RESEARCH > (A)dS/CFT Correspondence and Cosmology
The dS/CFT correspondence bears a striking formal resemblance to its AdS counterpart  suggesting that the former be derived from the latter by some kind of analytic continuation . As was pointed out in , one needs to exercise care in such extrapolations. If one analyzes the behavior of the respective Green functions carefully, one discovers that dS Green functions may not be obtained by a double analytic continuation of their AdS counterparts.
Dr. Siopsis put forth a different proposal of extrapolating from AdS to dS spaces .
He established a duality between the two spaces which interchanged the role
of coordinates and momenta for a scalar field. He thus showed that a massive
mode in dS space was dual to a tachyonic mode in AdS space. This was based
on the following basic observation. A
(D+1)-dimensional AdS space (AdSD+1)
is defined within a flat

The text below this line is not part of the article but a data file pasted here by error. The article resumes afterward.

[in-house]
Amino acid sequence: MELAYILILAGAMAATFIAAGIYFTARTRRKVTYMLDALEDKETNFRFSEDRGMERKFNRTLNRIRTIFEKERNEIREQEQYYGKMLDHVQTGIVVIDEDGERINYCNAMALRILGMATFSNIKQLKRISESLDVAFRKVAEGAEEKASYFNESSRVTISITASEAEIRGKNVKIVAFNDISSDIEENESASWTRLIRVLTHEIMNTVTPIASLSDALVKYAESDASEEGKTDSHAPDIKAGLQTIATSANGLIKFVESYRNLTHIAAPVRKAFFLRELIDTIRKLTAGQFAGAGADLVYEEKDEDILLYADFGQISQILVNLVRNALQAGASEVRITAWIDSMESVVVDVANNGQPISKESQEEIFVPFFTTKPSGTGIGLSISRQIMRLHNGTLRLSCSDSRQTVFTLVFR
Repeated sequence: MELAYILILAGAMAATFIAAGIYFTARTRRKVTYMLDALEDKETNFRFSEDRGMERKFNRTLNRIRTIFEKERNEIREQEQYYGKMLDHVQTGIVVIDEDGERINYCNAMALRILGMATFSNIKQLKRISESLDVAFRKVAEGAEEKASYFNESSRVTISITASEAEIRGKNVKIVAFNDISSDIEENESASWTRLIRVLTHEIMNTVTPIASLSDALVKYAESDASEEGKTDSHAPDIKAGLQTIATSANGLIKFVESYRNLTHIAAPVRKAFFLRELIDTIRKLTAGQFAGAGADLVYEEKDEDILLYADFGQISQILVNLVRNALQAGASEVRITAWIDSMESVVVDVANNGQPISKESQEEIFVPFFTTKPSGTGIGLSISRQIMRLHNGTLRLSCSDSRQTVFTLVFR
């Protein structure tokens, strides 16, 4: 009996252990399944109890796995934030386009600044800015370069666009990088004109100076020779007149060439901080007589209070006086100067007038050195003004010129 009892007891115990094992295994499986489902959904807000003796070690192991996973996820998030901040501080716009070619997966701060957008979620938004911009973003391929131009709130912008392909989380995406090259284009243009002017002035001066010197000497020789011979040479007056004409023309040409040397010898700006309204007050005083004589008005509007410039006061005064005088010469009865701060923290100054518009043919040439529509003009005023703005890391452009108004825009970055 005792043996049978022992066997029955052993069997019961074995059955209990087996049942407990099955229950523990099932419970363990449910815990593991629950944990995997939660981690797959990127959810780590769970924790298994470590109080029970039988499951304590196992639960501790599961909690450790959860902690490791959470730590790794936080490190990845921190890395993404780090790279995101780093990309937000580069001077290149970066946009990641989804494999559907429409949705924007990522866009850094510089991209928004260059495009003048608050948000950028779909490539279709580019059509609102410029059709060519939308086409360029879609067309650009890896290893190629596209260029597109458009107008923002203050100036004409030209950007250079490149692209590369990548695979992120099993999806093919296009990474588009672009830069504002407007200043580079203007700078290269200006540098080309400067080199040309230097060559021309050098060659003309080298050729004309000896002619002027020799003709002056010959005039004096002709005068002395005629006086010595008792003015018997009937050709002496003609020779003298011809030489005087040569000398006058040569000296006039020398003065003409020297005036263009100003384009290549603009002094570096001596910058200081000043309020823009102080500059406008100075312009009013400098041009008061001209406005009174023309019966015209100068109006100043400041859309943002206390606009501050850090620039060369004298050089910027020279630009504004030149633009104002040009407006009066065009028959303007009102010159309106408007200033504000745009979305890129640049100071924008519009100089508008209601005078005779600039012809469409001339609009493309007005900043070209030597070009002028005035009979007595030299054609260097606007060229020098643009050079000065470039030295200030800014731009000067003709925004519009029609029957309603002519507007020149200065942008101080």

(D+2)-dimensional space as the hypersurface
where . A particle of mass m moving in this space has a trajectory on the mass-shell hypersurface in momentum space
After an analytic continuation, (and correspondingly, ), one obtains the Euclidean AdS space (EAdS). The mass-shell condition then reads
The form of this constraint is identical to the constraint for massive modes (m2 > 0). Thus, if we interchange the role of coordinates and momenta, we arrive at the same theory in (E)AdS space.
On the other hand, for tachyonic modes (m2 < 0) , the above is the defining equation of the dS hyperboloid. Thus, by interchanging the roles of momenta and coordinates in the (D+2)-dimensional space, a duality is established between tachyonic modes in EAdS space and massive scalars in dS space . This duality explains why in dS space one obtains Green functions that are similar to their EAdS counterparts but for tachyonic modes, even though the two inner products are different, due to the different roles of the timelike direction. It would be interesting to extend the results to other modes and include spin. This is currently under investigation.
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401 Nielsen Physics Bldg., The University of Tennessee, Knoxville, TN 37996-1200, U.S.A.